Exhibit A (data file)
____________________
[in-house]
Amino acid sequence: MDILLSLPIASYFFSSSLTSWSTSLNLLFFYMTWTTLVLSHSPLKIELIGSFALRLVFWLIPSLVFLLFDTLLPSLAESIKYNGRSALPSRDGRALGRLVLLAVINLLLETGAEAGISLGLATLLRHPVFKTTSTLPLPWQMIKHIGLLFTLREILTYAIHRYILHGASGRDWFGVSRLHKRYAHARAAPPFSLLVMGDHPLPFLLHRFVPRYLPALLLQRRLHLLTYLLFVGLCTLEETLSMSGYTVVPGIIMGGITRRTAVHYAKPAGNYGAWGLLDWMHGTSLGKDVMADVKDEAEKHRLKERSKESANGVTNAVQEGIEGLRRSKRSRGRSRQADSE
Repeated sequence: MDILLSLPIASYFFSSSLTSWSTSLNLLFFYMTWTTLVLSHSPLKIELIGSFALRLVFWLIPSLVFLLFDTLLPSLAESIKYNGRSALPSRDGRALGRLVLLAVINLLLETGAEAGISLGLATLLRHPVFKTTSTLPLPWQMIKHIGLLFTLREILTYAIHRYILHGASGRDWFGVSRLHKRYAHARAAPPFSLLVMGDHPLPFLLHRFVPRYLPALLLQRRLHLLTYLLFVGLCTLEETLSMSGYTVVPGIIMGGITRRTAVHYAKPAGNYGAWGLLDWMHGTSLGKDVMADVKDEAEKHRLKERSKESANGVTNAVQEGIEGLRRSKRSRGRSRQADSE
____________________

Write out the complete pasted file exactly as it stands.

[in-house]
Amino acid sequence: MDILLSLPIASYFFSSSLTSWSTSLNLLFFYMTWTTLVLSHSPLKIELIGSFALRLVFWLIPSLVFLLFDTLLPSLAESIKYNGRSALPSRDGRALGRLVLLAVINLLLETGAEAGISLGLATLLRHPVFKTTSTLPLPWQMIKHIGLLFTLREILTYAIHRYILHGASGRDWFGVSRLHKRYAHARAAPPFSLLVMGDHPLPFLLHRFVPRYLPALLLQRRLHLLTYLLFVGLCTLEETLSMSGYTVVPGIIMGGITRRTAVHYAKPAGNYGAWGLLDWMHGTSLGKDVMADVKDEAEKHRLKERSKESANGVTNAVQEGIEGLRRSKRSRGRSRQADSE
Repeated sequence: MDILLSLPIASYFFSSSLTSWSTSLNLLFFYMTWTTLVLSHSPLKIELIGSFALRLVFWLIPSLVFLLFDTLLPSLAESIKYNGRSALPSRDGRALGRLVLLAVINLLLETGAEAGISLGLATLLRHPVFKTTSTLPLPWQMIKHIGLLFTLREILTYAIHRYILHGASGRDWFGVSRLHKRYAHARAAPPFSLLVMGDHPLPFLLHRFVPRYLPALLLQRRLHLLTYLLFVGLCTLEETLSMSGYTVVPGIIMGGITRRTAVHYAKPAGNYGAWGLLDWMHGTSLGKDVMADVKDEAEKHRLKERSKESANGVTNAVQEGIEGLRRSKRSRGRSRQADSE